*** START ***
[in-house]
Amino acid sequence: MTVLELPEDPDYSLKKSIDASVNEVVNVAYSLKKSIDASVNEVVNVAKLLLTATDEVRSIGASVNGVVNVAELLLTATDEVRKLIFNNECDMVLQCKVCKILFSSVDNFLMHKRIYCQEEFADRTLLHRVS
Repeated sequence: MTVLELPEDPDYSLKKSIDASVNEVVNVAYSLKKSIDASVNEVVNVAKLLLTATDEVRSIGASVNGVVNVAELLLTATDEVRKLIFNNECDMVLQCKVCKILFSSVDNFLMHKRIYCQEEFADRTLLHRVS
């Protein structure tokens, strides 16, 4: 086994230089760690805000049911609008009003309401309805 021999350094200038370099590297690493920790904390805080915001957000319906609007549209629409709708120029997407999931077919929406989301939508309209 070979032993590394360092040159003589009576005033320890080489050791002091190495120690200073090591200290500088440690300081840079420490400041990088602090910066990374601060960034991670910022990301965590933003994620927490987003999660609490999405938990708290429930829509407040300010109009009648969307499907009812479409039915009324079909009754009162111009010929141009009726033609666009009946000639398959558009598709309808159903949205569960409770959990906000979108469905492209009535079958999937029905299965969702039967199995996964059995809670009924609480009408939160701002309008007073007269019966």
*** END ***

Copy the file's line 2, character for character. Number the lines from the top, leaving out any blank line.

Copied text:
Amino acid sequence: MTVLELPEDPDYSLKKSIDASVNEVVNVAYSLKKSIDASVNEVVNVAKLLLTATDEVRSIGASVNGVVNVAELLLTATDEVRKLIFNNECDMVLQCKVCKILFSSVDNFLMHKRIYCQEEFADRTLLHRVS